You have no reason to complain about feral hogs if you have not found a way to keep from feeding them in addition to your deer and/or livestock. Humans are, in theory, smarter than hogs.
If you do not take care of the hog problem the Government will, in a manner and at a cost you may not like. In fact it has become clear that they plan to take over all of your problems if you let them.
Lest you think that feral hogs are "far from town in the country," we should point out that in our area we have killed over 80 hogs eight miles west of Fredericksburg on Spring Creek between Tivydale Road and 290. We have tracked hogs on Baron's Creek downtown, within the city limits near the Llano Highway, and on Live Oak Creek near Lady Bird Park. In nearby Kerrville we have seen hog tracks at the Municipal Golf Course on Sidney Baker Road and downtown below the bridge on the Guadalupe River. And, central Texas is not known for its feral hog problem like south and east Texas. Keep in mind that, for now, wherever the deer go the hogs go.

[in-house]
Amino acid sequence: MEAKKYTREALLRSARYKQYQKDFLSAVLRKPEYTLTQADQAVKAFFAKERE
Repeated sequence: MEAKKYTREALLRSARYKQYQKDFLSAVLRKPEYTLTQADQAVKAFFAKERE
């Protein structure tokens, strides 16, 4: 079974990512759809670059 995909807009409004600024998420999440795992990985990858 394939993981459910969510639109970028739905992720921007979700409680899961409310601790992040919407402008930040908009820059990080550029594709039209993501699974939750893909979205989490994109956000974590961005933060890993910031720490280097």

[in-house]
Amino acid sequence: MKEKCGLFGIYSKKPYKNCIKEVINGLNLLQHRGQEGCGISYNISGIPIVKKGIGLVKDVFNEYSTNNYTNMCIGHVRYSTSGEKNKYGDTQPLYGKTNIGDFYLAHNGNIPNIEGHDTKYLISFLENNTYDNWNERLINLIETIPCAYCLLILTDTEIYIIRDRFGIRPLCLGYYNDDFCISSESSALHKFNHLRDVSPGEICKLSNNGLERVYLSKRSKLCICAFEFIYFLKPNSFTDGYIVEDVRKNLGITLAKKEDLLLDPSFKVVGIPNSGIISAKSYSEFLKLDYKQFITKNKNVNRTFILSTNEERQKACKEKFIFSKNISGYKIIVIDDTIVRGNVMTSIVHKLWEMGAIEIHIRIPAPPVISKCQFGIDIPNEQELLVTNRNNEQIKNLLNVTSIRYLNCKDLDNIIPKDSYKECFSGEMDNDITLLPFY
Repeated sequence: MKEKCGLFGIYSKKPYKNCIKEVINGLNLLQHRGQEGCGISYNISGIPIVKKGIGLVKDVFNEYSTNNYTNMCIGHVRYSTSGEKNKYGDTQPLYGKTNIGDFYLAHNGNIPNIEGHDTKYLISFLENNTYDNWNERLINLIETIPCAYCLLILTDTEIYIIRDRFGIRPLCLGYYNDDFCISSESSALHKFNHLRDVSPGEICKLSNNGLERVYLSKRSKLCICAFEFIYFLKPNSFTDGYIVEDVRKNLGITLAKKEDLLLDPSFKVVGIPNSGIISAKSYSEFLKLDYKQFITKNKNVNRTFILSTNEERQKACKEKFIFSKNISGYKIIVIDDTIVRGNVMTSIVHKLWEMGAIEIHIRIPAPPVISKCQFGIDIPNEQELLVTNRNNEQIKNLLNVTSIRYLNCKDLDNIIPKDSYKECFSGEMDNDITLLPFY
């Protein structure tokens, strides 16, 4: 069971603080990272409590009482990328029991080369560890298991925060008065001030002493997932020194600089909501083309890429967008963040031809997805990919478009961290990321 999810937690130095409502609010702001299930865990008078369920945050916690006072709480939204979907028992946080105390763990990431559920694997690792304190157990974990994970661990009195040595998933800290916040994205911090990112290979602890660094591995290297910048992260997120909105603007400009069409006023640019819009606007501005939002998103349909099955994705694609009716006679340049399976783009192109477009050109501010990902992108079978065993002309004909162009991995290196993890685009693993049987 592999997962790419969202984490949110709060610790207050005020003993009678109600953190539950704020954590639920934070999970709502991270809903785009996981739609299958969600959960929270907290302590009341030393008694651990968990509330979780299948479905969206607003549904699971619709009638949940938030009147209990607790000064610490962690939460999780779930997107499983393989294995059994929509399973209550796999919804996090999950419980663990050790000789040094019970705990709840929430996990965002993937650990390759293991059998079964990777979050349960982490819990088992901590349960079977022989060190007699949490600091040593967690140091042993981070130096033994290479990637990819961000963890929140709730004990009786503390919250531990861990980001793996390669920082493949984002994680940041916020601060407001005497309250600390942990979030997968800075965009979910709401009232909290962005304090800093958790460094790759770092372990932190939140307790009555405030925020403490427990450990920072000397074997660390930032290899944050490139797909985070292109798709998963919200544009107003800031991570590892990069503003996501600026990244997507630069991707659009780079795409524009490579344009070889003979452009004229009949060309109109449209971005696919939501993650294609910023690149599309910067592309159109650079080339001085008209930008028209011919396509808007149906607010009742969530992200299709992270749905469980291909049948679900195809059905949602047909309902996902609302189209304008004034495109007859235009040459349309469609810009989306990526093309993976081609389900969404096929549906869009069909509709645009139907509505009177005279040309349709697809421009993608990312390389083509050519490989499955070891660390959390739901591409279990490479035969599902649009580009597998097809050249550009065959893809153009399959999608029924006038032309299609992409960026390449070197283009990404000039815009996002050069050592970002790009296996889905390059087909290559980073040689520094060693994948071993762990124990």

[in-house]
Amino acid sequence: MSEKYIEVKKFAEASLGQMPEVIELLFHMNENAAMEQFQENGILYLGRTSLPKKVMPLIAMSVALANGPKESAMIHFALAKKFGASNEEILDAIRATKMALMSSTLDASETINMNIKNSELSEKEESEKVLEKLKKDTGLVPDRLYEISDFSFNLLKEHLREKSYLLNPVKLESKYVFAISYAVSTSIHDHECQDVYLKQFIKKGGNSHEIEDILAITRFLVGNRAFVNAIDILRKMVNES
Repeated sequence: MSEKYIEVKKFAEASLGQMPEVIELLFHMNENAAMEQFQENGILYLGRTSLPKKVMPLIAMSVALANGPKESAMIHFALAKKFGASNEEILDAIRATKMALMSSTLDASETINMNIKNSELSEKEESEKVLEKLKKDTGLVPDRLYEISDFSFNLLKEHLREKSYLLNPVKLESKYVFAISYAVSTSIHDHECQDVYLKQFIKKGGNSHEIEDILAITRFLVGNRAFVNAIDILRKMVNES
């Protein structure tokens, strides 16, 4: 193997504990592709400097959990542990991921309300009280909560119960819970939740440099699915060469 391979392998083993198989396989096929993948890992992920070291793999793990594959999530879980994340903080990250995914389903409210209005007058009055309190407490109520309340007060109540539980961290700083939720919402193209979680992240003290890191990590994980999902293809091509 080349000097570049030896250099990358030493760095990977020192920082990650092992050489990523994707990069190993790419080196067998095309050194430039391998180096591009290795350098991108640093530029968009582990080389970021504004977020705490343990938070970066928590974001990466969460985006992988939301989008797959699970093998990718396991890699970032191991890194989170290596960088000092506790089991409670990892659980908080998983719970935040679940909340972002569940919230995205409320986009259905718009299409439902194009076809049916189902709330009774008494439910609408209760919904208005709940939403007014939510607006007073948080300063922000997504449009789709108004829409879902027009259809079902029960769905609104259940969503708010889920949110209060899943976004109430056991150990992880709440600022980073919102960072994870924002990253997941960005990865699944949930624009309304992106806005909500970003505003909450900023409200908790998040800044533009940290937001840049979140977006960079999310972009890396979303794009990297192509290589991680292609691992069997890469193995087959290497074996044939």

For more information on feral hogs, check out our website "hogstoppers.com" or call Ron at 830/997-6864 or Darrell at 903/258-3547.